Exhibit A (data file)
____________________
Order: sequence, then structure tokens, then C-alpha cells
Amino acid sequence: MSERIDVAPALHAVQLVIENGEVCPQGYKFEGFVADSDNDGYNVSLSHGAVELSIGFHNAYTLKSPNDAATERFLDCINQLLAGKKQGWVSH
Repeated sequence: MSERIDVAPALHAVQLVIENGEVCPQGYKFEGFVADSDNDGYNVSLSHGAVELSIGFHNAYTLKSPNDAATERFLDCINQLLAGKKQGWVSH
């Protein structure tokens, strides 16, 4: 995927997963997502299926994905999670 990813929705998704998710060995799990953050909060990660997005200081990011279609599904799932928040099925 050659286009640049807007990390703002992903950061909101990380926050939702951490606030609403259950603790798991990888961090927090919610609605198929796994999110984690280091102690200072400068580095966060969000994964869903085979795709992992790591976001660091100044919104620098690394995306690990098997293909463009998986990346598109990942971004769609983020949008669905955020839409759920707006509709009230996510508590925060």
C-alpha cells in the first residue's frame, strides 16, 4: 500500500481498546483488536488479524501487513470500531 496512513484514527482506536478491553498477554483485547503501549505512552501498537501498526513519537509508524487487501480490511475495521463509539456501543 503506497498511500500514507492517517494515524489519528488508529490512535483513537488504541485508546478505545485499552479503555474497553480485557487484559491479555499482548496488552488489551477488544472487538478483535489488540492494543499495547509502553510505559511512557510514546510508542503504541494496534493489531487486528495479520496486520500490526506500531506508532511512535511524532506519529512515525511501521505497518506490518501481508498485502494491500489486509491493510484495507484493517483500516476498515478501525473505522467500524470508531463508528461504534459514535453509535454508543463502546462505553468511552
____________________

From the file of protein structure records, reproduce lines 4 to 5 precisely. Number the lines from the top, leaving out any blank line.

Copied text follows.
């Protein structure tokens, strides 16, 4: 995927997963997502299926994905999670 990813929705998704998710060995799990953050909060990660997005200081990011279609599904799932928040099925 050659286009640049807007990390703002992903950061909101990380926050939702951490606030609403259950603790798991990888961090927090919610609605198929796994999110984690280091102690200072400068580095966060969000994964869903085979795709992992790591976001660091100044919104620098690394995306690990098997293909463009998986990346598109990942971004769609983020949008669905955020839409759920707006509709009230996510508590925060």
C-alpha cells in the first residue's frame, strides 16, 4: 500500500481498546483488536488479524501487513470500531 496512513484514527482506536478491553498477554483485547503501549505512552501498537501498526513519537509508524487487501480490511475495521463509539456501543 503506497498511500500514507492517517494515524489519528488508529490512535483513537488504541485508546478505545485499552479503555474497553480485557487484559491479555499482548496488552488489551477488544472487538478483535489488540492494543499495547509502553510505559511512557510514546510508542503504541494496534493489531487486528495479520496486520500490526506500531506508532511512535511524532506519529512515525511501521505497518506490518501481508498485502494491500489486509491493510484495507484493517483500516476498515478501525473505522467500524470508531463508528461504534459514535453509535454508543463502546462505553468511552